By Cary Funk, Greg Smith, and David Masci
More than a century and a half after Charles Darwin published his groundbreaking thesis on the development of life, evolution remains a contentious topic in the United States. Most biologists and other scientists contend that evolutionary theory convincingly explains the origins and development of life on Earth. So why are some Americans still arguing about it today?
The answer lies, in large part, in the theological implications of evolutionary thinking. For many religious people, the Darwinian view of life—a panorama of brutal struggle and constant change—may conflict with both the biblical creation story and the Judeo-Christian concept of an active, loving God who intervenes in human events.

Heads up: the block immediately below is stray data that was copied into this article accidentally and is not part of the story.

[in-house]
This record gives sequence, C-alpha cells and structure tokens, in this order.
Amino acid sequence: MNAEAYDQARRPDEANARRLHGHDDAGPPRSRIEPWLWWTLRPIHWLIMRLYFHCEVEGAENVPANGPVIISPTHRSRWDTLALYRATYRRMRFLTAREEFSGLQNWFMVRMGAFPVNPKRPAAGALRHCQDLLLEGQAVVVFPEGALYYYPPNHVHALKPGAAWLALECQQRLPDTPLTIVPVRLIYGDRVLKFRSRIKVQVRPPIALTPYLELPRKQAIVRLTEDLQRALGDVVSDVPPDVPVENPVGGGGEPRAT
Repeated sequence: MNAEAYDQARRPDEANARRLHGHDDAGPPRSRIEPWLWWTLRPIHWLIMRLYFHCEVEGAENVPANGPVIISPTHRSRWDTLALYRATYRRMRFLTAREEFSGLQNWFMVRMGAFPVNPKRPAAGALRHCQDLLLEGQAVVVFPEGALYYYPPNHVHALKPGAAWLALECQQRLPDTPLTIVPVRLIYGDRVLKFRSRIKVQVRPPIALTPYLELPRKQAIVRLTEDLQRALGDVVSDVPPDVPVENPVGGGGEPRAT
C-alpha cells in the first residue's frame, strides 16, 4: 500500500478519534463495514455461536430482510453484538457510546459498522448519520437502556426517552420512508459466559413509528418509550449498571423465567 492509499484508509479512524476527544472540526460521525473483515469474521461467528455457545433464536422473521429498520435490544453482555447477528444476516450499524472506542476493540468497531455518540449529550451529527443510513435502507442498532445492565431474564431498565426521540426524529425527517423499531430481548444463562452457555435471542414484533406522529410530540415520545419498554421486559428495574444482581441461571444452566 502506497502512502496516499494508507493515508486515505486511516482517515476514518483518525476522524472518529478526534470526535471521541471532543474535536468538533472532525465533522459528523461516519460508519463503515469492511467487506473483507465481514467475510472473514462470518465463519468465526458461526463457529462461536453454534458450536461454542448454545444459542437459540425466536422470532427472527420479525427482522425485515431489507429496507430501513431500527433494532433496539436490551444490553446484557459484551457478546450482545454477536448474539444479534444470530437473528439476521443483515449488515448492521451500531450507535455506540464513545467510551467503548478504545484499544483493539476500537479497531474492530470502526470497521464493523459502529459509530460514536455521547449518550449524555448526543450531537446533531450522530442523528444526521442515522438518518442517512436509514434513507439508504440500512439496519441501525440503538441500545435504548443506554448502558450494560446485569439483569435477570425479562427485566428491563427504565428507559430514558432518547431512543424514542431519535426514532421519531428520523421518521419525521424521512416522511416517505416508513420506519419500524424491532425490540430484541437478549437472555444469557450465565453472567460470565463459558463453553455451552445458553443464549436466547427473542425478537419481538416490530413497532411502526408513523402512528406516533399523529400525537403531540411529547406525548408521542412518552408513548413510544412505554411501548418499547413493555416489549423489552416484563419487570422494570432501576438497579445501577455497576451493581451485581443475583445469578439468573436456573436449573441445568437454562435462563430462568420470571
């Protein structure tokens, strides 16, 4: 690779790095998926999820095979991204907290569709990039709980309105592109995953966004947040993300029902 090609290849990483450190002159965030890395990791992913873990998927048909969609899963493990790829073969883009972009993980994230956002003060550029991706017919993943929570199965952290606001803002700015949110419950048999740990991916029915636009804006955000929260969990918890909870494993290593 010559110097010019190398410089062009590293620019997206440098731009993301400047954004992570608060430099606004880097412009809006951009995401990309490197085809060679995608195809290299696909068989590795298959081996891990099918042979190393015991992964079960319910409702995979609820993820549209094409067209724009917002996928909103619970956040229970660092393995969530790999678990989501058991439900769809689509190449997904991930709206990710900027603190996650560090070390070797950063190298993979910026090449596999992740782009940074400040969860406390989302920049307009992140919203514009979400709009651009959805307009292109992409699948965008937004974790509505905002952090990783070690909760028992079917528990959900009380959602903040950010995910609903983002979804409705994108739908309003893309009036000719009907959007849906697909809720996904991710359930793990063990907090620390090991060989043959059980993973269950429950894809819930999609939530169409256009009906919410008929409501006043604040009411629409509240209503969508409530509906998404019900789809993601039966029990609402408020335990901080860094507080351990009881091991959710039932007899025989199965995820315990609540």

A look back at American history shows that, in many ways, questions about evolution have served as proxies in larger debates about religious, ethical and social norms. In particular, religious concerns with evolutionary theory have driven the decades-long opposition to teaching it in public schools. Even within the last 15 years, educators, scientists, parents, religious leaders and others in more than a dozen states have engaged in public battles in school boards, legislatures and courts over how school curricula should handle evolution. These battles have ebbed in recent years, but they have not died out.
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